ARBWORX - Taking Care of Your Trees

                                       As part of the Yellowstone Arboretum's "Healthy Trees Initiative" we've collected some vital information for the care of                                               your tree. Be sure to plant for the life of your tree. It takes a commitment on your part to practice proper selection,                                                    planting, watering and pruning. We hope the information and videos in this section will help make your tree a                                                           member of the family.


A healthy community forest begins with careful planning. With a little research and a simple layout, you can produce a landscape that will cool your home in summer and tame the winter winds. Your well-planned yard will contain trees that grow well in the soil and moisture of your neighborhood. Your trees will be properly placed to avoid collisions with power lines and buildings, and the aesthetics will increase your property value.

A proper landscape plan takes each tree into consideration:

  1. Height. Will the tree bump into anything when it is fully grown? 

  2. Canopy spread. How wide will the tree grow?

  3. Is the tree deciduous or evergreen? (Will it lose its leaves in the winter?)

  4. Form or shape. A columnar tree will grow in less space. Round and V-Shaped species provide the most shade. 

  5. Growth rate. How long will it take for your tree to reach its full height? Slow growing species typically live longer than fast growing species.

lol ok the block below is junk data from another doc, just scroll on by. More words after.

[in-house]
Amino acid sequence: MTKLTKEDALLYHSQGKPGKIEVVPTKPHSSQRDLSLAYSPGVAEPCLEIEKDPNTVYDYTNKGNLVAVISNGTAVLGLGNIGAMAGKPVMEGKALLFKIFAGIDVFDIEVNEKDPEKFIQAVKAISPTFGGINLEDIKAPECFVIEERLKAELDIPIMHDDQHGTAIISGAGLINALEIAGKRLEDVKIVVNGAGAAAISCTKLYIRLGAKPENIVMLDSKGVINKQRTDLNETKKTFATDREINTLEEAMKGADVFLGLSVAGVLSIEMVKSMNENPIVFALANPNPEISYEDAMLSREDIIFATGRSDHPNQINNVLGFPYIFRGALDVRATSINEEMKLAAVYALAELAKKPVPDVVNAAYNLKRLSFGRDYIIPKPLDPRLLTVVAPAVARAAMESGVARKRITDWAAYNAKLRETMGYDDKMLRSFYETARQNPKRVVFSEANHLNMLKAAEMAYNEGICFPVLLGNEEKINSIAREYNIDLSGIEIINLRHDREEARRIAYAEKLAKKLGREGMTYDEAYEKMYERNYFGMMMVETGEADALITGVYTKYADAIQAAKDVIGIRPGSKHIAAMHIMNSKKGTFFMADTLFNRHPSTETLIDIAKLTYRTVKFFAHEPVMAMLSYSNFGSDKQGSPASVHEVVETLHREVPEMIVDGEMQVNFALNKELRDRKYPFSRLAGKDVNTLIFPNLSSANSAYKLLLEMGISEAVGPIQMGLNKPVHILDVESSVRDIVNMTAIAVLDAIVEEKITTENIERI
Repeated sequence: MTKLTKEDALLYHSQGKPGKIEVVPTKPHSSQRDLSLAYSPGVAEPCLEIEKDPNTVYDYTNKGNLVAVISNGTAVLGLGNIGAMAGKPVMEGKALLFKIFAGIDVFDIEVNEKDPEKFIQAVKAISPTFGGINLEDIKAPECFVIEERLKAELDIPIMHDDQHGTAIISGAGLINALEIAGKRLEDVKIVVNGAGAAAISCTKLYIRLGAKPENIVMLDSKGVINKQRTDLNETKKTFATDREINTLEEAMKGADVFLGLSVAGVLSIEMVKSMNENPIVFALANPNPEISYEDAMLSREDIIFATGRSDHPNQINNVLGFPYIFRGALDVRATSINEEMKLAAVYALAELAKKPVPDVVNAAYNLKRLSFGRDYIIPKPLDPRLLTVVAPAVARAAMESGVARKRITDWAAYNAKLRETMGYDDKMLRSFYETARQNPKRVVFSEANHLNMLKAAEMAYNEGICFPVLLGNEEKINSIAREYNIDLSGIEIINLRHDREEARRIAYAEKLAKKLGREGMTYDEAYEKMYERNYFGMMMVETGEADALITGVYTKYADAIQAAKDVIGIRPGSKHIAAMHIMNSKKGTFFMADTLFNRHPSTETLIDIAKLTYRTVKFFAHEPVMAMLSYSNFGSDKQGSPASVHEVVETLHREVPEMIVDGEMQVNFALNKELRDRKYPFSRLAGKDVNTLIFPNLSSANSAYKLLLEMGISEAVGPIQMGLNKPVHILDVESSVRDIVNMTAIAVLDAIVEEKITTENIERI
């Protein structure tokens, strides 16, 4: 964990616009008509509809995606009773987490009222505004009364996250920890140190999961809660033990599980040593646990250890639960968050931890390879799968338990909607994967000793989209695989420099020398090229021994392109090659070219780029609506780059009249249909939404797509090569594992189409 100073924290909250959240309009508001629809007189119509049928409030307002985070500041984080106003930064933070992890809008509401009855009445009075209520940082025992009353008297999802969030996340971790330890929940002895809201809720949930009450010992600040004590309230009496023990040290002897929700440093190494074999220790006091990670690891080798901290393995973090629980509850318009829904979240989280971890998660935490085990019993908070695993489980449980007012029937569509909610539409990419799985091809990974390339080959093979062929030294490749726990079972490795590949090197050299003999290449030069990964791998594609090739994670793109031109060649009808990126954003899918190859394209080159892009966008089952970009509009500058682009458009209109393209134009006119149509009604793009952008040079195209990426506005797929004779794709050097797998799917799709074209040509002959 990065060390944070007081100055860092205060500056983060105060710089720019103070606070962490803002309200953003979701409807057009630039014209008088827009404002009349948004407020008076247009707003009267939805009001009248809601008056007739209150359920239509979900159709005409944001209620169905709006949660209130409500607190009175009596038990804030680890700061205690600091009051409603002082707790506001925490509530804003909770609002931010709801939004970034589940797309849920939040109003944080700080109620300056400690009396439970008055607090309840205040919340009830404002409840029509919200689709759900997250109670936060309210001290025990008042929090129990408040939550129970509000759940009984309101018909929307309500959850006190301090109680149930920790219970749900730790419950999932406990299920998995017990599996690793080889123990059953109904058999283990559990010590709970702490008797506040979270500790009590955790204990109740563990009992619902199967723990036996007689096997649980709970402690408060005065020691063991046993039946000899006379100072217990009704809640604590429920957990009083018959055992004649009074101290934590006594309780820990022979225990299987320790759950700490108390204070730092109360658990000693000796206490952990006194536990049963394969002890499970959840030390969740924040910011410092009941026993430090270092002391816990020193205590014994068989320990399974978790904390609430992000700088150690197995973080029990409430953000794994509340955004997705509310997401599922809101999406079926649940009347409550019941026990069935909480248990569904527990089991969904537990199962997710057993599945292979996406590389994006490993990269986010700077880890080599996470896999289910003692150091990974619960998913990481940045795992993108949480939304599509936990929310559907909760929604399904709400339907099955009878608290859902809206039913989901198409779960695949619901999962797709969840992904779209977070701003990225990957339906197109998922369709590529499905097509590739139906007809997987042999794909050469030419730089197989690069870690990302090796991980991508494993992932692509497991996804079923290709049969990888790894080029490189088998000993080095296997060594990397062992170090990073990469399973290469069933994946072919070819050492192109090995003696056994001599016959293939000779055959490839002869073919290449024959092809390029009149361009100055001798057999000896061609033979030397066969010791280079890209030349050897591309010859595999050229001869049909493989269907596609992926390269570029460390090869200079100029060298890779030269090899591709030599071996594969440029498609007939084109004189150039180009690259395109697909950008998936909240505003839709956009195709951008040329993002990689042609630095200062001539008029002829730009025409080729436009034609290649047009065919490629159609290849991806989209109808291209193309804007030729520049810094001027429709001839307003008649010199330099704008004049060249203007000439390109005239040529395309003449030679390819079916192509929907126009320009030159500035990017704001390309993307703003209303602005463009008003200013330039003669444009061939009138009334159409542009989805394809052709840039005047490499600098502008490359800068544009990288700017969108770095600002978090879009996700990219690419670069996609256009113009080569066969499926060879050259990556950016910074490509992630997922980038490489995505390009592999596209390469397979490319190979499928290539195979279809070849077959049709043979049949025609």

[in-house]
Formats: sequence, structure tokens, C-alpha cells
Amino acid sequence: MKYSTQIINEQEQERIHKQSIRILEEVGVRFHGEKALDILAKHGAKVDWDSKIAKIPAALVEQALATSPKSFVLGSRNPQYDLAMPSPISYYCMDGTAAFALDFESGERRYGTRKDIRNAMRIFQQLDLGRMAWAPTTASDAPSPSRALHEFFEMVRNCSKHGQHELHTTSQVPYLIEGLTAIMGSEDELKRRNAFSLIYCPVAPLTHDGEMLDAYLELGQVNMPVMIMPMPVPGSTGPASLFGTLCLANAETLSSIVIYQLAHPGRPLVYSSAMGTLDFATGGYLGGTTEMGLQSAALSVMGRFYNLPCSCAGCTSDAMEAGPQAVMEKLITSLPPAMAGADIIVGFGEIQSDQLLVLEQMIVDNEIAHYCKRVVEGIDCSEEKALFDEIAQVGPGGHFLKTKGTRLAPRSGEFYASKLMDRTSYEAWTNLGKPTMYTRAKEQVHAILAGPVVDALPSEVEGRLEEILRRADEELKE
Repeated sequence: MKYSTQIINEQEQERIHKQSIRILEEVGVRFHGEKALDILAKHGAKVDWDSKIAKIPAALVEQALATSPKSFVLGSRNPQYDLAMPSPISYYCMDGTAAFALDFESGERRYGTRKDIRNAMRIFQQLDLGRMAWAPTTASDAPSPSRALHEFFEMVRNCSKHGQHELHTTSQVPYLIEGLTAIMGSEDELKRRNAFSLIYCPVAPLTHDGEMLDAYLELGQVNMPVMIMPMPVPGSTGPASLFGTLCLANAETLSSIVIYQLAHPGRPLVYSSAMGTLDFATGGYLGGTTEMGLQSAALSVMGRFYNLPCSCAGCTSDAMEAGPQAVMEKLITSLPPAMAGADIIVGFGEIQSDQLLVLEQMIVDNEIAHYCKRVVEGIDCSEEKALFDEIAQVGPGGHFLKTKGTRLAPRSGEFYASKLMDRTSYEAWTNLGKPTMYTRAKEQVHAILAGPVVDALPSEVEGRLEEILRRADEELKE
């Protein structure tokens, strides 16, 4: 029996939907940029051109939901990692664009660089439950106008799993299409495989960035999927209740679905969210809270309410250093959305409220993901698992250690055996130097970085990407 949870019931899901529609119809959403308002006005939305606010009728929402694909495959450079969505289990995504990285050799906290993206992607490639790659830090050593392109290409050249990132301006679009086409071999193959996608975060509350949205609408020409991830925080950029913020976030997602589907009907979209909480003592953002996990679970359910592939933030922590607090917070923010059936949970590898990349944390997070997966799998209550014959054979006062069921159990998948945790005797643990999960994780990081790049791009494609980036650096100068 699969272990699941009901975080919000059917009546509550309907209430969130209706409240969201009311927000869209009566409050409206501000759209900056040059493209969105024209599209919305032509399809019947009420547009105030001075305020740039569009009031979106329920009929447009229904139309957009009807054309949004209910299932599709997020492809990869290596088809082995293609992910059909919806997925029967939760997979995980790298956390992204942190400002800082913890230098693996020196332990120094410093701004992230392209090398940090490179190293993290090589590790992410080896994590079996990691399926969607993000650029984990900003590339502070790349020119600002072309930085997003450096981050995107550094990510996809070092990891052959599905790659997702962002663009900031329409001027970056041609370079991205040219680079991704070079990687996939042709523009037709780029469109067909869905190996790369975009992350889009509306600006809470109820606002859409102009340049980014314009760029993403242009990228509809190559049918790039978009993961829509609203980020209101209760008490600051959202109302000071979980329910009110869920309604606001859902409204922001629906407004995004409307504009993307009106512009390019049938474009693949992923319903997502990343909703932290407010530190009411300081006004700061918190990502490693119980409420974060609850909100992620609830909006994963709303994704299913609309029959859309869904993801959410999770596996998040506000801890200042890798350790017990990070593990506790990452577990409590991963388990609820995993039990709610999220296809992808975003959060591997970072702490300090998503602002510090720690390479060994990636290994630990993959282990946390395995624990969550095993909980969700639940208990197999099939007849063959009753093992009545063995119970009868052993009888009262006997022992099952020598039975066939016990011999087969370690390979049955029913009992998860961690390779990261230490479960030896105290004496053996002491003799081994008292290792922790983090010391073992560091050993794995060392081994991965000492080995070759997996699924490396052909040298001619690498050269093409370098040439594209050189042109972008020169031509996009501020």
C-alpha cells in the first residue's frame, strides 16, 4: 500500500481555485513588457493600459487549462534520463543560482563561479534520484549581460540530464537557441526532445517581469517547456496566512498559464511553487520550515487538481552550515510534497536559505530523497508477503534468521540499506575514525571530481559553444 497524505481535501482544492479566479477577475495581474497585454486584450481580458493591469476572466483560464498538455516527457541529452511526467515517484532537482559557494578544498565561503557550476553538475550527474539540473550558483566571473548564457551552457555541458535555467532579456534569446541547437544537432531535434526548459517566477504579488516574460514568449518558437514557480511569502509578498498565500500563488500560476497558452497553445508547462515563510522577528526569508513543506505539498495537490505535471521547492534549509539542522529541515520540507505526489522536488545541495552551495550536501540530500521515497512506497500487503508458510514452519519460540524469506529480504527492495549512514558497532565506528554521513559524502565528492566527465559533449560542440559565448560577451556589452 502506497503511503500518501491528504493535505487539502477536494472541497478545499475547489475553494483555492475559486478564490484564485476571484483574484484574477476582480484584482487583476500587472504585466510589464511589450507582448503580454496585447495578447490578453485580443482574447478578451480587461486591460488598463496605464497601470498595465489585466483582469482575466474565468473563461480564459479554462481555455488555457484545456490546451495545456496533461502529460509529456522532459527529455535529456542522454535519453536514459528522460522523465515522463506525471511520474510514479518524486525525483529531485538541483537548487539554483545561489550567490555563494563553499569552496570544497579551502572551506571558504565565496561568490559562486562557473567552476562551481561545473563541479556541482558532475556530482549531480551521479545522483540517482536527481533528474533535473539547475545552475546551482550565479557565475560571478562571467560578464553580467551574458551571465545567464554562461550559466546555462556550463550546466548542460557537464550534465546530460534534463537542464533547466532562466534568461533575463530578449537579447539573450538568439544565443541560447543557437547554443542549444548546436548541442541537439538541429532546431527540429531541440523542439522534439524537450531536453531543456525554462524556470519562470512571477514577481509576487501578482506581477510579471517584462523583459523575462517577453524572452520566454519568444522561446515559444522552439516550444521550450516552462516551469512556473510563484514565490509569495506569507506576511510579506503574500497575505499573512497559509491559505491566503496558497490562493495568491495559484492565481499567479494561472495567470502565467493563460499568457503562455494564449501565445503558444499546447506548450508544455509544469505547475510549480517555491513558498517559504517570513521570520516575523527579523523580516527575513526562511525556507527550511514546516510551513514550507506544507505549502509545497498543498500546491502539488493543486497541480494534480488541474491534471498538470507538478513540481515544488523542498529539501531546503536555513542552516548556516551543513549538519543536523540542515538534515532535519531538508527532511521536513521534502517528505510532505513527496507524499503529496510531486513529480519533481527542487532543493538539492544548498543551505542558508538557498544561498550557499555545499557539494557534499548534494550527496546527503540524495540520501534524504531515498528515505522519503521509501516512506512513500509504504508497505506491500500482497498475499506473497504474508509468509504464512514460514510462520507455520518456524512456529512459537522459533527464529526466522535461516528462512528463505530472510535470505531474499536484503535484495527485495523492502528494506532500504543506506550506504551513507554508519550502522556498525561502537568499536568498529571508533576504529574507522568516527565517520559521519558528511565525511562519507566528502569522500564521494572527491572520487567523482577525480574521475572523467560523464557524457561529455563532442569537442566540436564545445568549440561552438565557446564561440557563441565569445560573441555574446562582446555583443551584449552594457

6. Soil, sun, and moisture requirements.

  7. Fruit. No one wants messy droppings on busy sidewalks.

  8. Hardiness zone indicates the temperature extremes in which a tree can be expected to grow.  Check with your community's tree board or forestry department or a local county cooperative extension agent for a list of trees suitable for planting in your specific hardiness zone.

ARBWORX - Current Volunteer Projects
Wichita Juniper.png


Trim, prune and remove bottom branches to expose ground level. Use farthest west tree as example. Stack all cut branches along pathway for pick-up.



Remove all stub branches on west tree. Trim, prune and remove bottom 18" and any old or dead growth on any trees to right of west tree. Some of this was completed in Fall 2020. Stack branches along pathway for pick-up.



Remove winter branches from existing pots along pathways and at exhibits. Branches can be removed to wood pile in the back of the Zoo (west of Dottie's, through chain and straight ahead on right.

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PEAR TREE PRUNE-UP (East hill of Sensory Garden-Tree labeled)

Complete before April 30. Prune interior of tree only. Remove any small branches, crossovers or dead branches to expose interior for better ventilation. Stack branches along pathway for pick-up.



Clean east side of Wolverine habitat, cut grass, prune any trees.Remove buckthorn.


Remove old Honeysuckle along path opposite Wolf viewing ramp. Remove suckers.

Remove buckthorn in Wolf Woodland II located opposite Wolf viewing ramp behind blue bench. Remove snowberries behind bench and behind spruce trees to better expose trees.

All trash can be piled along pathway for pick-up.



Several areas will need clean-up. Along path to Upper Tiger Viewing area (right side) thin out buckthorn, honeysuckle, elderberry to expose Juniper along tiger wall yet at the same time leaving larger specimens for added privacy (photos 1-2). Clean out Juniper by removing any excess buckthorns and honeysuckle (photo 3). The end result will be to expose the qualities of the Juniper and opening up this small area. Thin and prune excess growth behind fence (photo 4). Remove Buckthorns but leave Prunus Triloba which will be blossoming in pink by early May as this is a rather unusual plant for Montana and this location in the arboretum. General clean-up of Tiger Garden (photo 5). All trash can be piled along pathway out of visitor way for pick-up.



Photos 1-2 Upper Tiger Viewing area...finish pruning Spruce tree and Serviceberries per pictures. Trash can be piled along pathway for pick-up.

Photo 3 Waterways...Finish cleaning out old grass within Red Twig Dogwoods between fence and pathway. Trash can be hauled away in bags.